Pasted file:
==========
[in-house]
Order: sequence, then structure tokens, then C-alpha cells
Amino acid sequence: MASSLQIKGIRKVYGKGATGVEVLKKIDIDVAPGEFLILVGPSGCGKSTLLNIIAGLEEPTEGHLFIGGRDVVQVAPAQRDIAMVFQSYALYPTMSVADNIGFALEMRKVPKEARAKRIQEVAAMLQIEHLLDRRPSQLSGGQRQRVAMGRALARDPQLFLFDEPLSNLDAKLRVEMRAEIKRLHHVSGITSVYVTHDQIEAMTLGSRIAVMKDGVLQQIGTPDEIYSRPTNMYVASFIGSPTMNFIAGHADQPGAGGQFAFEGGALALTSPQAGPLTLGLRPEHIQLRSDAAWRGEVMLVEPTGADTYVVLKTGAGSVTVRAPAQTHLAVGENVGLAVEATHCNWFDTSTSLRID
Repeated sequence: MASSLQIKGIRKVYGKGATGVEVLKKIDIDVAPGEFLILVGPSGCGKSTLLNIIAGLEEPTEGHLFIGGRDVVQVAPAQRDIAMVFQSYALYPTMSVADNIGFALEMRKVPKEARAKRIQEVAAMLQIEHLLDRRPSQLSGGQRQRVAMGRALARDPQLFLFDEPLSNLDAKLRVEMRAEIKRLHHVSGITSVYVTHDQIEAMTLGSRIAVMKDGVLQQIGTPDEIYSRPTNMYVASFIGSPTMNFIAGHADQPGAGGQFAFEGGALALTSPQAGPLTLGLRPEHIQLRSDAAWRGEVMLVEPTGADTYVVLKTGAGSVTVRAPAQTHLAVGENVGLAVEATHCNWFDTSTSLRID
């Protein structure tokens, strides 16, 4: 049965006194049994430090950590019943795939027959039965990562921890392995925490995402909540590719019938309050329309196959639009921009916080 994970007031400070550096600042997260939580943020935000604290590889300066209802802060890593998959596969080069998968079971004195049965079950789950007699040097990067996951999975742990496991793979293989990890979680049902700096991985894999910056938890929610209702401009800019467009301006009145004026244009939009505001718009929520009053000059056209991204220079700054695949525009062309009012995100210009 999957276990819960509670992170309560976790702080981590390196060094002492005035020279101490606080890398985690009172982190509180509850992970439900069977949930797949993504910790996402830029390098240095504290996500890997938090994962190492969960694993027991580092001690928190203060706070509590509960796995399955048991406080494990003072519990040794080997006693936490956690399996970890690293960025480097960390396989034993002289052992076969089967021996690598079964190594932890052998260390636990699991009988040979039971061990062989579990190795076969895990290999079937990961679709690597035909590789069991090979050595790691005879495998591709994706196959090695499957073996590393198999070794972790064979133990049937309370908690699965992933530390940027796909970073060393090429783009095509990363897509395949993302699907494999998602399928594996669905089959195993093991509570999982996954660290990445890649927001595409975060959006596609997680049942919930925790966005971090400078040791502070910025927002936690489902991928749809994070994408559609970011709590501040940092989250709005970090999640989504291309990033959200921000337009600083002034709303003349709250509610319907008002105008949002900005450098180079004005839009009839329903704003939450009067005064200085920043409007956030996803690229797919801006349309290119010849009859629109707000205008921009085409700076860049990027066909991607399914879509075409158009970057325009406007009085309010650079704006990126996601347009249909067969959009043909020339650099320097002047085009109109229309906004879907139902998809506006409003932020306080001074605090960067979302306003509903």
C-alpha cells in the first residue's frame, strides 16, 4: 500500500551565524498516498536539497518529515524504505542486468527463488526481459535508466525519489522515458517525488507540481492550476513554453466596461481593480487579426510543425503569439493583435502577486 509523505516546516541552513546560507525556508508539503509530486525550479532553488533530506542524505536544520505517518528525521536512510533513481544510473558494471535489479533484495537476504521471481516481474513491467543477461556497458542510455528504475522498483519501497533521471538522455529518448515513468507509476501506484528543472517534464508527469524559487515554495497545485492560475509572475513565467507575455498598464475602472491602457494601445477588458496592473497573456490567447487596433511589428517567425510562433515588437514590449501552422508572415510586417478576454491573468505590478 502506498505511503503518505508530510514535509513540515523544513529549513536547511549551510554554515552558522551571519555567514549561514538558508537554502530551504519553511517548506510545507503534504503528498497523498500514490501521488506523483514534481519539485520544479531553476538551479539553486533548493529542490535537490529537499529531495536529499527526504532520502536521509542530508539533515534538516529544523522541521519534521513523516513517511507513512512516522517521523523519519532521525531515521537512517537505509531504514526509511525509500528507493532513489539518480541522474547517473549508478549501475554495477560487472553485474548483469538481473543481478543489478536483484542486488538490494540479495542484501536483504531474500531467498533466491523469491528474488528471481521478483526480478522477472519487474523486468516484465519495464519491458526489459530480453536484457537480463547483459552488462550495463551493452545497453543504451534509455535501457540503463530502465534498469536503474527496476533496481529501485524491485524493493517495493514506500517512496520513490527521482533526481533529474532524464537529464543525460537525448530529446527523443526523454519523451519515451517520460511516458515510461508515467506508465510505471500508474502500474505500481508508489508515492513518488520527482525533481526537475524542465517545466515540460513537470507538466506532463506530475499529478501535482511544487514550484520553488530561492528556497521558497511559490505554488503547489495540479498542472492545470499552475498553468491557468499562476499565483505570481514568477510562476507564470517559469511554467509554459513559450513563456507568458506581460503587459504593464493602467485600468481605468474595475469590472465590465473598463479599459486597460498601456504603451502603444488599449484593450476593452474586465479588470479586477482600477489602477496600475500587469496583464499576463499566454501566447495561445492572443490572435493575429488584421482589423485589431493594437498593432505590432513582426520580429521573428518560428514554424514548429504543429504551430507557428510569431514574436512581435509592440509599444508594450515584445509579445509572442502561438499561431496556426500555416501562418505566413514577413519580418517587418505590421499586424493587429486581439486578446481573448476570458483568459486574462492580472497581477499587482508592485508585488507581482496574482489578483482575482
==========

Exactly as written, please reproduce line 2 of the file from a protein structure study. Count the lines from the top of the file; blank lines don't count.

Order: sequence, then structure tokens, then C-alpha cells